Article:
Earth Defense Force: Insect Armageddon is the type of video game that knows it’s a game and revels in it. The game sports a plot similar to that of a B-level action flick – massive insects have begun an invasion of our planet and it’s up to the Earth Defense Force to put a stop to it. Having gotten our hands on this goofy title at E3, it took us no time at all to figure out why developer Vicious Cycle’s previous EDF games have gathered such a loyal cult following. Put simply, the game is fun. Big, stupid, constantly one-upping itself fun.
EDF’s setting is in the ruins of New Detroit. One of the major improvements that players will notice right off the bat is that the graphics look a hell of a lot better than the previous game, Earth Defense Force 2017. The amount of enemies appearing on screen at one time has definitely increased and the insects and EDF forces show a greater level of detail. It’s still not quite AAA quality, but at least it’s a little easier on the eyes this time around.
To combat the threat of massive wasps, gigantic ants and spiders the size of dump trucks, the game has four EDF armor variants for players to choose from: Trooper Armor (a class that has the highest damage output), Jet Armor (they can fly…this class rocks), Tactical Armor (support class that can deploy missile turrets, gun turrets, mines, etc) and Battle Armor (most defensive of all the classes). Before each mission, players select their armor variant, their special armor abilities and two weapons. Likewise, every one of these classes utilizes a special meter for their abilities.
A new addition to EDF is the ability to play cooperatively with two other players; however, if you’re a sad husk of a person with no friends (or you just want to go solo), the game will automatically team you up with two AI-controlled teammates. Don’t worry, from what we experienced, the computer was actually somewhat intelligent in this regard. The combat controls were incredibly tight and an in-game radial menu made selecting special abilities in the middle of skirmishes a snap. EDF also features a new quick-reload function identical to the mechanic seen in Gears of War. As we fought through hordes of mammoth insects, the game allotted us with a score that doubled as experience points. The points can be used for all the basic stuff you’d expect such as upgrading abilities, buying new weapons, increasing your special abilities meter, increasing health, etc.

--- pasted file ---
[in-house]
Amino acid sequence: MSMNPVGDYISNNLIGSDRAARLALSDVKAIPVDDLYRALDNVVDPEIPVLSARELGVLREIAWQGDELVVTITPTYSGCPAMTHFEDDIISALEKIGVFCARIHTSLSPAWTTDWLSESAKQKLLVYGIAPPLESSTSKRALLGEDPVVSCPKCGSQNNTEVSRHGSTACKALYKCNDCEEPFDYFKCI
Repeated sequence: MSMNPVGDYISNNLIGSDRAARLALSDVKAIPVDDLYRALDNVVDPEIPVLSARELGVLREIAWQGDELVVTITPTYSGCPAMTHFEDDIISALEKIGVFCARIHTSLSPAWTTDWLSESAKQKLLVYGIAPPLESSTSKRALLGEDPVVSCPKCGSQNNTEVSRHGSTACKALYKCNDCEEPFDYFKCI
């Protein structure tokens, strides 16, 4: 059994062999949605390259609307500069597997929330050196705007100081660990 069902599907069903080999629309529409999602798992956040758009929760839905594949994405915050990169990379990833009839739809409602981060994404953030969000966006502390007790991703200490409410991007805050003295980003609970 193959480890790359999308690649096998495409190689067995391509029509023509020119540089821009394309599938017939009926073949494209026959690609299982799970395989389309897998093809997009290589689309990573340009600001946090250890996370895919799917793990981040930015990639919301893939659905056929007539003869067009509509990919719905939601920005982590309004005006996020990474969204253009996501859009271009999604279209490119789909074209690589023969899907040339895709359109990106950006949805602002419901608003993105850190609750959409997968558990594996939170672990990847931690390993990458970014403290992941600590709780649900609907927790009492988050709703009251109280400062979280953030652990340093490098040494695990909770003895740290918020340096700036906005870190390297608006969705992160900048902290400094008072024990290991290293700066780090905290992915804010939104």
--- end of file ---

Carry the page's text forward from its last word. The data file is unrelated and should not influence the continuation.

Aside from EDF’s main campaign (which will last up to eight to ten hours), there will also be a horde-like mode where endless waves of enemies will attack your team of EDF soldiers. There will also be a much more interesting game mode called “Remix Mode,” which will spawn random monsters for players to fight.
Like we said, the game is fun. What else can we say? In one instance, EDF pit us against a daddy-long-legs the size of a skyscraper that was giving birth to giant tarantulas. This game sort of rocks.
Jun 14, 2011